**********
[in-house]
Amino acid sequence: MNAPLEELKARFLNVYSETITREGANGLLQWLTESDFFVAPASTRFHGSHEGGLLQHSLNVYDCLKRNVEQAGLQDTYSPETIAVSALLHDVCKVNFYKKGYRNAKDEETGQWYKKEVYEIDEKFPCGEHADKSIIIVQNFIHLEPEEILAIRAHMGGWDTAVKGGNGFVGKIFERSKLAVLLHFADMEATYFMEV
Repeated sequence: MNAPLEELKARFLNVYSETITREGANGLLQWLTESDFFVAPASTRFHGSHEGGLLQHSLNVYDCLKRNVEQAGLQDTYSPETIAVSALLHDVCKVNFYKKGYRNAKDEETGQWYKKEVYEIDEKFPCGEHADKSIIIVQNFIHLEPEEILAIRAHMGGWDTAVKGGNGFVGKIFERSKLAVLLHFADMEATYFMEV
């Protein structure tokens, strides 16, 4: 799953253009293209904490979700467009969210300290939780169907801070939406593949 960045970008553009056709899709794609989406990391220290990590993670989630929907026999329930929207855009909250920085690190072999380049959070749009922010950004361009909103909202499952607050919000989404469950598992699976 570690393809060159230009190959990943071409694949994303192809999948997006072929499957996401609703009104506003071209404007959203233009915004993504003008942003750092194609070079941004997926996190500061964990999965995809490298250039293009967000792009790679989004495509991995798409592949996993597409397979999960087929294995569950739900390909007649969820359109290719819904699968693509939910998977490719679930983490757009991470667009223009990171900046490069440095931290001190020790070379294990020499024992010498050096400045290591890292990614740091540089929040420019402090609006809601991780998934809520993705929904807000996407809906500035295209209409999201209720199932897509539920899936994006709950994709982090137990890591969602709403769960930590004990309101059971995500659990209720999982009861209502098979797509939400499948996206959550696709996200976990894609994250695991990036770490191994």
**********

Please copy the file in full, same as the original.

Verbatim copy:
[in-house]
Amino acid sequence: MNAPLEELKARFLNVYSETITREGANGLLQWLTESDFFVAPASTRFHGSHEGGLLQHSLNVYDCLKRNVEQAGLQDTYSPETIAVSALLHDVCKVNFYKKGYRNAKDEETGQWYKKEVYEIDEKFPCGEHADKSIIIVQNFIHLEPEEILAIRAHMGGWDTAVKGGNGFVGKIFERSKLAVLLHFADMEATYFMEV
Repeated sequence: MNAPLEELKARFLNVYSETITREGANGLLQWLTESDFFVAPASTRFHGSHEGGLLQHSLNVYDCLKRNVEQAGLQDTYSPETIAVSALLHDVCKVNFYKKGYRNAKDEETGQWYKKEVYEIDEKFPCGEHADKSIIIVQNFIHLEPEEILAIRAHMGGWDTAVKGGNGFVGKIFERSKLAVLLHFADMEATYFMEV
């Protein structure tokens, strides 16, 4: 799953253009293209904490979700467009969210300290939780169907801070939406593949 960045970008553009056709899709794609989406990391220290990590993670989630929907026999329930929207855009909250920085690190072999380049959070749009922010950004361009909103909202499952607050919000989404469950598992699976 570690393809060159230009190959990943071409694949994303192809999948997006072929499957996401609703009104506003071209404007959203233009915004993504003008942003750092194609070079941004997926996190500061964990999965995809490298250039293009967000792009790679989004495509991995798409592949996993597409397979999960087929294995569950739900390909007649969820359109290719819904699968693509939910998977490719679930983490757009991470667009223009990171900046490069440095931290001190020790070379294990020499024992010498050096400045290591890292990614740091540089929040420019402090609006809601991780998934809520993705929904807000996407809906500035295209209409999201209720199932897509539920899936994006709950994709982090137990890591969602709403769960930590004990309101059971995500659990209720999982009861209502098979797509939400499948996206959550696709996200976990894609994250695991990036770490191994």